That’s why your Java app is such a pain to start (and stop), let alone relocate. In fact, I’ve seen major name applications that are started by running a script in the background, after which it hangs around like an unwanted parent at a school disco.
Sun have recently attempted to alleviate some of this pain with a technology called WebStart, which offers online downloads and updates of packaged Java apps and their libraries. The programmer has to write the spec file for this packaging to describe the dependent libraries and Java versioning, which is at it should be. WebStart insists that all Java files are signed cryptographically - here’s where it falls down, thanks to Java Man’s disconnect with the real world. The key management tools are moderately easy to use (and to abuse when you’re in a hurry and you don’t have time for all this signing crap). Moderate because you have to sign everything in the package with the same key, once only. Mismatched or multiple certs will cause the install to fail. Probably wise, but rather annoying when the various JARs are coming from several different sources and may occasionally be updated. Never mind, the security this offers is laughable anyway…because when you enter your passphrase for the key, it appears on your terminal in clear text. Ten years of fighting bad password management and someone on the “cutting edge” makes a boneheaded, simple mistake like that!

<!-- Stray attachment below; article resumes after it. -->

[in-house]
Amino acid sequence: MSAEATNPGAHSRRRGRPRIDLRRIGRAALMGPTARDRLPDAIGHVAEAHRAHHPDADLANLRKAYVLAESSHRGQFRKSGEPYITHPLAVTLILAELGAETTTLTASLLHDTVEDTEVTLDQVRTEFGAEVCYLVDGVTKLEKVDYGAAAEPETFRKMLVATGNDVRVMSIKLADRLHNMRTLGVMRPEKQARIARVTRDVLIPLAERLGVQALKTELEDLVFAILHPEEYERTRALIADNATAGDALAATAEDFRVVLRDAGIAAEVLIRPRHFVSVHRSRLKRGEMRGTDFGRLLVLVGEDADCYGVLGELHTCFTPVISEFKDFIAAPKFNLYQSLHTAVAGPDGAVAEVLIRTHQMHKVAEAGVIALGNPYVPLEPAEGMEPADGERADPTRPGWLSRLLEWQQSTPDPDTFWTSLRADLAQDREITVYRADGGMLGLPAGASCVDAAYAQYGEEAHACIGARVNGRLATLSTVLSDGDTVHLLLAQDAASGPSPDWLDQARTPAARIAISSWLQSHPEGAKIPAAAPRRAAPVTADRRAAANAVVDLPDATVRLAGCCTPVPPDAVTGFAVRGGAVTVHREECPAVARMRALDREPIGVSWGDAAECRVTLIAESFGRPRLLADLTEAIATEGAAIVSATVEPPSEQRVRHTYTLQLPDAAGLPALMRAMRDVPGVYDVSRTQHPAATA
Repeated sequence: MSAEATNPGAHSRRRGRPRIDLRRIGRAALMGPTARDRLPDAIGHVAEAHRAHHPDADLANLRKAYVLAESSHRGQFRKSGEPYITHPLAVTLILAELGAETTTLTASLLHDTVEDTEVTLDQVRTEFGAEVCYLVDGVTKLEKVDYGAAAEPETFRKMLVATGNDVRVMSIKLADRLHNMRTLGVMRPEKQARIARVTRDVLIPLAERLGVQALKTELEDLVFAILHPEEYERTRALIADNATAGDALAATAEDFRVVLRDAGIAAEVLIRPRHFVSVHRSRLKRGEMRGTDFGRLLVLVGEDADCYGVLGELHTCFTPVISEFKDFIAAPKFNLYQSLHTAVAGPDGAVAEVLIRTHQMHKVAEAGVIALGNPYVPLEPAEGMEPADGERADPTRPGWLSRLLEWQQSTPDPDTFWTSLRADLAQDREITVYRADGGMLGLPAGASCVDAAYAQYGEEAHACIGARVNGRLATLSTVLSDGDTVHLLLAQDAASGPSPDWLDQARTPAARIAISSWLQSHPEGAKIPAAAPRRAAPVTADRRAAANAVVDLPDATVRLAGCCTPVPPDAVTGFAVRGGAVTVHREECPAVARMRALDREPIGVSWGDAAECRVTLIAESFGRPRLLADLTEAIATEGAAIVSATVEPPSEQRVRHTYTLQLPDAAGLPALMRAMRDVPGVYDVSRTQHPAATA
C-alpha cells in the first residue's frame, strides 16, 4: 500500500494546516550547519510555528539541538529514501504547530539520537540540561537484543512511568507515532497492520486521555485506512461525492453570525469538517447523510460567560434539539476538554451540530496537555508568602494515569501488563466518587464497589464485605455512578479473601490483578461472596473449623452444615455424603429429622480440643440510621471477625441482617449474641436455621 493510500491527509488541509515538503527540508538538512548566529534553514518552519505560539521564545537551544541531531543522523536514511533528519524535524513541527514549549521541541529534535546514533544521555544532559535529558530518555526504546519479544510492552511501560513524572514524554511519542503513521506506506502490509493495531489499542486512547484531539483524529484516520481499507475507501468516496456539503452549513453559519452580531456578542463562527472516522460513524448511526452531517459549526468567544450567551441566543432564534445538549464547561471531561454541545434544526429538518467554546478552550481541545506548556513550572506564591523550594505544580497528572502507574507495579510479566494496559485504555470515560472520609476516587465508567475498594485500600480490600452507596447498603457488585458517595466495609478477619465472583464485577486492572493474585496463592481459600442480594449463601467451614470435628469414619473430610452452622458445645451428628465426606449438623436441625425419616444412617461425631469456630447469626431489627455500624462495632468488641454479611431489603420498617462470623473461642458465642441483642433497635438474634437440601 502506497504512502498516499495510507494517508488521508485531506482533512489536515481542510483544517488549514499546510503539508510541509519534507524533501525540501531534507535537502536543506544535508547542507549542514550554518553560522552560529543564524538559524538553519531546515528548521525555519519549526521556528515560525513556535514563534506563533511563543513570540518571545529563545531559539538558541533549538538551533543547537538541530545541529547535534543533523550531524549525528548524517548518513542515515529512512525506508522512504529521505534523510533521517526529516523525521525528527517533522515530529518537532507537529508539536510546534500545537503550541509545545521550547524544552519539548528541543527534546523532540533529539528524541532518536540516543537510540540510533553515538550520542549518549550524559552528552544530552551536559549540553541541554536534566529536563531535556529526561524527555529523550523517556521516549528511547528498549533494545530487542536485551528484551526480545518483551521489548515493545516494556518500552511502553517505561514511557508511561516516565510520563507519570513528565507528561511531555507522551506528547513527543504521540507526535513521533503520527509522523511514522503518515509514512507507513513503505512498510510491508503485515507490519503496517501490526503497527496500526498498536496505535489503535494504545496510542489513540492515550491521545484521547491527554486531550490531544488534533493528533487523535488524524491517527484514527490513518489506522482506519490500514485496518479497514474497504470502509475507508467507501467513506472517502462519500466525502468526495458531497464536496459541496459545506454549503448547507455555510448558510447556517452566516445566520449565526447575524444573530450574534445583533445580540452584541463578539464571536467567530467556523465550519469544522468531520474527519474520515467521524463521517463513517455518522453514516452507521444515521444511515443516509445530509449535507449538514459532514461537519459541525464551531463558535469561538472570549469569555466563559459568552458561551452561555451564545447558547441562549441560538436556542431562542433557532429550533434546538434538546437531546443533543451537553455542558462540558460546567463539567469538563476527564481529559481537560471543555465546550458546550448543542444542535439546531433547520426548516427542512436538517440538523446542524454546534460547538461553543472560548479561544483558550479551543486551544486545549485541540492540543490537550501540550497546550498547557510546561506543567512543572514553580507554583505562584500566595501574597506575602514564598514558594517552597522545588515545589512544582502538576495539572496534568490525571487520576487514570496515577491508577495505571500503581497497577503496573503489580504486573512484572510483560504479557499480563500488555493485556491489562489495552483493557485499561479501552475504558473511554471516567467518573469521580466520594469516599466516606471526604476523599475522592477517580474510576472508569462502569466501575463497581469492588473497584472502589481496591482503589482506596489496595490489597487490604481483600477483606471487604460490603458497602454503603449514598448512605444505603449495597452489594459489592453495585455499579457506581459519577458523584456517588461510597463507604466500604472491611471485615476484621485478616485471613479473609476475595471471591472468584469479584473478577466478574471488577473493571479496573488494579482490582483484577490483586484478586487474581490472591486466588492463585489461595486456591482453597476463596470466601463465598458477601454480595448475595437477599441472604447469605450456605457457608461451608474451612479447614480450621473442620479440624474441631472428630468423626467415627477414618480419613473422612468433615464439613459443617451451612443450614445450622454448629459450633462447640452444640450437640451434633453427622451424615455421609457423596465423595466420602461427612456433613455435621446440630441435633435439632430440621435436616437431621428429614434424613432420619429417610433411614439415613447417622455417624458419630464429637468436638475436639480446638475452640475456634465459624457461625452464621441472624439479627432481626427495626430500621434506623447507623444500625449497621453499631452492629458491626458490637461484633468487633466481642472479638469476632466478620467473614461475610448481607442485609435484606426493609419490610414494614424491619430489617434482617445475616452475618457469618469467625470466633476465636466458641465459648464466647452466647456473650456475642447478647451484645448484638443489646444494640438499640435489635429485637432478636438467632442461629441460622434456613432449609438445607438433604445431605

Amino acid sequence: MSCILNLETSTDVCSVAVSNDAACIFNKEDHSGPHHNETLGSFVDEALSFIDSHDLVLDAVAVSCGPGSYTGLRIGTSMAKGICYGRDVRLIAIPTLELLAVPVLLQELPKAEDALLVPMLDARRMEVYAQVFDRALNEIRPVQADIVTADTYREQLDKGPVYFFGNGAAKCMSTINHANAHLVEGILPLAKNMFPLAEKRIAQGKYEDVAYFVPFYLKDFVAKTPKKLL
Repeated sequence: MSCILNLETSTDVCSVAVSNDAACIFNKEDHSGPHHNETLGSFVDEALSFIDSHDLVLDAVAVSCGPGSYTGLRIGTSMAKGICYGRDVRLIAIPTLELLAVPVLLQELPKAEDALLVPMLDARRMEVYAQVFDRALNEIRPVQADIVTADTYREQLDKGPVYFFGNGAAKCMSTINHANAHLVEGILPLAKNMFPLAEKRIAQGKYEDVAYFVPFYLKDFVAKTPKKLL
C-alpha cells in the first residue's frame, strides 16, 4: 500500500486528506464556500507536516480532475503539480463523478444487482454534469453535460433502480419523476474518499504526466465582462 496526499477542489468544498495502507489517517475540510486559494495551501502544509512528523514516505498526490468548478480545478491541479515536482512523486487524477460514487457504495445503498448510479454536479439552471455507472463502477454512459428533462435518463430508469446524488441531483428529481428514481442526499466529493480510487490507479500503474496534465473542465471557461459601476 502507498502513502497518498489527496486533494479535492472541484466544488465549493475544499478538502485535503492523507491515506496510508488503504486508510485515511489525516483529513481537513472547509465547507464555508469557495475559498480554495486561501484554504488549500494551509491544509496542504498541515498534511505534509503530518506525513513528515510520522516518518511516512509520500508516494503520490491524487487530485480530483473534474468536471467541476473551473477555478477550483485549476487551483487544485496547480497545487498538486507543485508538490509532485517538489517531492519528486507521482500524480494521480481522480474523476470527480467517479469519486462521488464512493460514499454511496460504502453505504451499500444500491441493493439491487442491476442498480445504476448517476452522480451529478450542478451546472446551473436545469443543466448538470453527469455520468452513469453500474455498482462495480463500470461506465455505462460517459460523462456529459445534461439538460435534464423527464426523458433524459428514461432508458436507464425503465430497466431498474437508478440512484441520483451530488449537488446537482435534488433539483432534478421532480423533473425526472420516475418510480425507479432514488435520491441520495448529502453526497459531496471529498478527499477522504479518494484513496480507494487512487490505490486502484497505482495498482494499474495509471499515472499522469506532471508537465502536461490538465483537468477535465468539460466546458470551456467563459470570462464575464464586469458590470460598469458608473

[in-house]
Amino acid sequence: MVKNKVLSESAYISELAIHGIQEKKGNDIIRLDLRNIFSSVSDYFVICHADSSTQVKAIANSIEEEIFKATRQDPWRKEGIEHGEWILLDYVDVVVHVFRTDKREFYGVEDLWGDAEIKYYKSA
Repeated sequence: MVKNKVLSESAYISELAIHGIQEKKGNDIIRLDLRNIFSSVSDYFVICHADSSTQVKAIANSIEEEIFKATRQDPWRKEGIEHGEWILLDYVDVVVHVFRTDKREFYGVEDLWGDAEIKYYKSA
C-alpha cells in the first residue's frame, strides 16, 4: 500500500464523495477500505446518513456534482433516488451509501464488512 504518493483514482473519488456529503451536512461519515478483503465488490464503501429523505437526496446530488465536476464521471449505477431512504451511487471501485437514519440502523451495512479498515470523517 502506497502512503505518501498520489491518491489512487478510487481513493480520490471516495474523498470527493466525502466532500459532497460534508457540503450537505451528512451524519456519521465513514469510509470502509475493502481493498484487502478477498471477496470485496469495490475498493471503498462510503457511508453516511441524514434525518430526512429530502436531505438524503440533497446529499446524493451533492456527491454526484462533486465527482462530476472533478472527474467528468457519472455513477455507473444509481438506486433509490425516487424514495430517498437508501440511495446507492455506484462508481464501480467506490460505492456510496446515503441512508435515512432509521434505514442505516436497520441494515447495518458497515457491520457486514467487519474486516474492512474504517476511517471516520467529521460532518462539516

…And you wonder why users seem to lack faith in Java applications. (Look! I wrote this article and didn’t even mention the performance, the ugly GUI toolkits, the resource overhead and all the usual canards.)